Tech Transfer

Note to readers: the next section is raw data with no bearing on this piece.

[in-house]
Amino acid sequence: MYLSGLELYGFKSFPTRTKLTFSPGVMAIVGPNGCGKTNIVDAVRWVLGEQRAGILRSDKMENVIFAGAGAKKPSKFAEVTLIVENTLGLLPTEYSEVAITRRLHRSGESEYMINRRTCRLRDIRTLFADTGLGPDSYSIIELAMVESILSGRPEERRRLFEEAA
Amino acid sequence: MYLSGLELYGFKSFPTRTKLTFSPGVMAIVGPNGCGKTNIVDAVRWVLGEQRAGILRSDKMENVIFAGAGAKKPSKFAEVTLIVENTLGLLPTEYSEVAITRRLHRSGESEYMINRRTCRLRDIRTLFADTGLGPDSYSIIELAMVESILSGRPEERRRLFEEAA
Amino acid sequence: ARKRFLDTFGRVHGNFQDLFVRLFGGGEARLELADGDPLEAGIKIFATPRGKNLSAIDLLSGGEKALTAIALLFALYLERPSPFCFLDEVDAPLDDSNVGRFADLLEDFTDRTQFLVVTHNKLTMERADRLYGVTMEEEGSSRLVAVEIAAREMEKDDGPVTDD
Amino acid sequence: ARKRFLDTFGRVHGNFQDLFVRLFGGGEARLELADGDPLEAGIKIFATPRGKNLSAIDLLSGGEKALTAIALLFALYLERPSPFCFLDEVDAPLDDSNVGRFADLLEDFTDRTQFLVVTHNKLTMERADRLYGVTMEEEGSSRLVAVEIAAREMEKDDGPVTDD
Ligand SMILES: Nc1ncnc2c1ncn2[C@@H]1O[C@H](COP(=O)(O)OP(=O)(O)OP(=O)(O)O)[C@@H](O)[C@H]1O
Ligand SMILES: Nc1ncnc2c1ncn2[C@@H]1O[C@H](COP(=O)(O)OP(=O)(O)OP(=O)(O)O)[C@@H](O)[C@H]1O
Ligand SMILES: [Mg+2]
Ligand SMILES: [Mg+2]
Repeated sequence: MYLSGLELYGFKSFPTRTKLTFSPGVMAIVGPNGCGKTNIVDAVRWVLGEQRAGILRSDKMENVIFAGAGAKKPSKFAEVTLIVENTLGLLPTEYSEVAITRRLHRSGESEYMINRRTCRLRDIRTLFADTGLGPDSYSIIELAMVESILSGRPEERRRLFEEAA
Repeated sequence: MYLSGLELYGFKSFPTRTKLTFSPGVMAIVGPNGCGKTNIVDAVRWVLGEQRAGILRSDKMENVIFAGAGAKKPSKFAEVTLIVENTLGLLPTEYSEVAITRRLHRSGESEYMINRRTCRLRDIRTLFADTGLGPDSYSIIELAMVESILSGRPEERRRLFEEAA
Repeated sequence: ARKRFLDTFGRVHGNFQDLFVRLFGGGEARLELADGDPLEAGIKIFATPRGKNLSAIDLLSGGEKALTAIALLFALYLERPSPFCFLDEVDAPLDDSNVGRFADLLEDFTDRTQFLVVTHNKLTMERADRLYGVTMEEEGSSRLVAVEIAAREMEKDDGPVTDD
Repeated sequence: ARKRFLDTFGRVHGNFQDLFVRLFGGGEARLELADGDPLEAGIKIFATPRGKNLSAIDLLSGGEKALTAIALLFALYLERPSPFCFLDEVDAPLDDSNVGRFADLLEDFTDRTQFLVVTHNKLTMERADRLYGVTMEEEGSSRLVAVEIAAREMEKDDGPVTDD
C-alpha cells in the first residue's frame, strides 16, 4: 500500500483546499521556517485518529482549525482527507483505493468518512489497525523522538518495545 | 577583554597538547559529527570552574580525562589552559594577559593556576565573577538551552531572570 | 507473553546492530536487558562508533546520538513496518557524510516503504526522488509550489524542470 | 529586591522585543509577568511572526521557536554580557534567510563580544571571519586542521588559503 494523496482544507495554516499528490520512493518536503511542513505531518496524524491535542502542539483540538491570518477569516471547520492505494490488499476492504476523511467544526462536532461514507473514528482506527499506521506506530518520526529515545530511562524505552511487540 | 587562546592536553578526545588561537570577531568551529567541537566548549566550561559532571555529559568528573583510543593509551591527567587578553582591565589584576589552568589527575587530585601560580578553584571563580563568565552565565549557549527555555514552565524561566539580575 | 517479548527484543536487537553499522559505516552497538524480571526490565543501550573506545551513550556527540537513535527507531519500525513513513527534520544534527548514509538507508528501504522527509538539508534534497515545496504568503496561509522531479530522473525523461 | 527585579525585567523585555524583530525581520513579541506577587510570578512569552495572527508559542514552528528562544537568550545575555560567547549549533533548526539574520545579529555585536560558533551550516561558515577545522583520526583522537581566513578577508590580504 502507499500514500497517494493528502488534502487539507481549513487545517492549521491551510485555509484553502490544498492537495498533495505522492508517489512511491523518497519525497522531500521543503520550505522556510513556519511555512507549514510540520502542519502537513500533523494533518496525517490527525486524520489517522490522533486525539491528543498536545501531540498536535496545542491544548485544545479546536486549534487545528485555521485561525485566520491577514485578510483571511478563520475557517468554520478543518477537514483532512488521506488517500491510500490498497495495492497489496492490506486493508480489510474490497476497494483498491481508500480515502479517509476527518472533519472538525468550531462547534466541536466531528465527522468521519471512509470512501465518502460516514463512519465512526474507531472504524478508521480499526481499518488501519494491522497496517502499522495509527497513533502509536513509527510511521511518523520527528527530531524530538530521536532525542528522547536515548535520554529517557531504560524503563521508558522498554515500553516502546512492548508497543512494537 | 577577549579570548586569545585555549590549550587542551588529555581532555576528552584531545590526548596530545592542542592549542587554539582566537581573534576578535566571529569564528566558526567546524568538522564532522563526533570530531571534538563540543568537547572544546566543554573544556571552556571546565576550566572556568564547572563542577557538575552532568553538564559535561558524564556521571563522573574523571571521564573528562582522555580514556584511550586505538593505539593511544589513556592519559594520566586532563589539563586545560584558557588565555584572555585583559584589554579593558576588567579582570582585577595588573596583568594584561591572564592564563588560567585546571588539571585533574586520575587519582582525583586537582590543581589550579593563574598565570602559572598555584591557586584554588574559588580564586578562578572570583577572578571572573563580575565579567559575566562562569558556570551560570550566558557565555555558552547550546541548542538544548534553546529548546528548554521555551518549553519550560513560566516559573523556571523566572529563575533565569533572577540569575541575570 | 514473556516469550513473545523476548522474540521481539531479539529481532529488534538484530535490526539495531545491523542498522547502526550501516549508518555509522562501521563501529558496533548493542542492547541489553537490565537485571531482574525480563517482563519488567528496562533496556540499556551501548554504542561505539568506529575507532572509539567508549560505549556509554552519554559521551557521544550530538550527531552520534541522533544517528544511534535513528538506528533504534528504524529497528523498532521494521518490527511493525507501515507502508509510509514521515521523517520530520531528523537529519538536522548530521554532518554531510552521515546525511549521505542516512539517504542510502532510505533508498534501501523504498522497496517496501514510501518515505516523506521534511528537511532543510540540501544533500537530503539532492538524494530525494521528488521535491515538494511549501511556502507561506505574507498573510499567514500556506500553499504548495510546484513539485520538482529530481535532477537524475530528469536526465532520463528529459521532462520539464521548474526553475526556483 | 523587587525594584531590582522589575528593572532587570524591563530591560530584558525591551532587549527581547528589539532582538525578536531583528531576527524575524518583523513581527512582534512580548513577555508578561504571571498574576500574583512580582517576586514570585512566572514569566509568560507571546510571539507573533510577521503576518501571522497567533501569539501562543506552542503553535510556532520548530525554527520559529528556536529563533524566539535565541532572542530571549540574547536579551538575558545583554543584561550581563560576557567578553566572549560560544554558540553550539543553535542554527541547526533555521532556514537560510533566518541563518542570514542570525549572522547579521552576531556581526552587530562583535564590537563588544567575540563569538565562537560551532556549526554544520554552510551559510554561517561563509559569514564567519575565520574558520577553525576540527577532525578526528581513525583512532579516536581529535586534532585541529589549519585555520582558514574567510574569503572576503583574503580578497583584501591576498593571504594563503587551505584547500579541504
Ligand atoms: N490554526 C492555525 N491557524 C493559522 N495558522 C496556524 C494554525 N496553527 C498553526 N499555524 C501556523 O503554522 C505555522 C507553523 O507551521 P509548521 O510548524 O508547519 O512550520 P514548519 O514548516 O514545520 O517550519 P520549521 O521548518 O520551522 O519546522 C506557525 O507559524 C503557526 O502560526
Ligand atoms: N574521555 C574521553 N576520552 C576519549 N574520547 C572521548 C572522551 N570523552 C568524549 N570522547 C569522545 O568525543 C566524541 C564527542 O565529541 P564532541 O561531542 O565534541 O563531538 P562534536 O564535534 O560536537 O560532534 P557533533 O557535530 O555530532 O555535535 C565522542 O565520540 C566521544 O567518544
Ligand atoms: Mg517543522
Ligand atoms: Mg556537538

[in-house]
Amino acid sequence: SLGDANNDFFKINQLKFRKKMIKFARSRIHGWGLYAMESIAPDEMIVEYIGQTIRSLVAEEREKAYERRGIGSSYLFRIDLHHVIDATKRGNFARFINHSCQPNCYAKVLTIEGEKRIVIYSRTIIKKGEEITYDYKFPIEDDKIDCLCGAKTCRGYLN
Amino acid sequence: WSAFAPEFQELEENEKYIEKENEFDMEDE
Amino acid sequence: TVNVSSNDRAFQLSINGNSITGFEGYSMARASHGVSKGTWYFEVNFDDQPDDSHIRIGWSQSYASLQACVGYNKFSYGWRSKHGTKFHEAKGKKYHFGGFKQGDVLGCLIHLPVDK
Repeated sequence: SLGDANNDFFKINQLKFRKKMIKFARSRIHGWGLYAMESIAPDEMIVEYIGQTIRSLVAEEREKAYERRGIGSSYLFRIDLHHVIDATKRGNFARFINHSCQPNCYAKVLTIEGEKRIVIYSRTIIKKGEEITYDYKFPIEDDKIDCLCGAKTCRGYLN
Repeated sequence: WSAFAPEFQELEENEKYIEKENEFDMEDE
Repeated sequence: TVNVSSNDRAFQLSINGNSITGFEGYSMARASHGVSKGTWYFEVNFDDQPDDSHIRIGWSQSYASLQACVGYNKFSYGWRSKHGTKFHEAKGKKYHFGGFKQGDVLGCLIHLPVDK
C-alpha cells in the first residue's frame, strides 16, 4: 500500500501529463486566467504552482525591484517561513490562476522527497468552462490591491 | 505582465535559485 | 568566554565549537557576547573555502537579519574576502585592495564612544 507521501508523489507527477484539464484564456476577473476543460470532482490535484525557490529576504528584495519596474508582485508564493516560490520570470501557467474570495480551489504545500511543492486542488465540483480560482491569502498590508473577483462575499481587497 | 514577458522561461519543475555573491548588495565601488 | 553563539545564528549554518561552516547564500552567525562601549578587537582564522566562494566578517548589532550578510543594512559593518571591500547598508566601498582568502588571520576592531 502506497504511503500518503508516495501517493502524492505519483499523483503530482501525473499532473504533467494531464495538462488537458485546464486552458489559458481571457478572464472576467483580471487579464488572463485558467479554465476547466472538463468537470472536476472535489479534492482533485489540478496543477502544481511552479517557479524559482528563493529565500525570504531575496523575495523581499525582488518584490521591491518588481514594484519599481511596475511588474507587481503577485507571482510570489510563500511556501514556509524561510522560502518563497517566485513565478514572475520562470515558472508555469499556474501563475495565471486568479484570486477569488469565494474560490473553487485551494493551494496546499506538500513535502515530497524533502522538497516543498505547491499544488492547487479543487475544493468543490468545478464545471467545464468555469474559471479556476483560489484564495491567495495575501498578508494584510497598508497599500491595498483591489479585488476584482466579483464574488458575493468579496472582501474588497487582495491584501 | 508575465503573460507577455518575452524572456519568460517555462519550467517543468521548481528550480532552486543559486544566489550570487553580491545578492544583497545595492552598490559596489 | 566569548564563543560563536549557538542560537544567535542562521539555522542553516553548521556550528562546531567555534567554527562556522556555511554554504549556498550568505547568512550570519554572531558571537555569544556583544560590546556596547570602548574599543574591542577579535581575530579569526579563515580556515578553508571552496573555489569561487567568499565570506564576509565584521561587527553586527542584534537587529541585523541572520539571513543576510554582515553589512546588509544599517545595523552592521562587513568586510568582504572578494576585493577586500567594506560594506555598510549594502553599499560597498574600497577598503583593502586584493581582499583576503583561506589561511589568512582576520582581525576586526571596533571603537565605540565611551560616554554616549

3D-printed weather stations fill gaps in developing world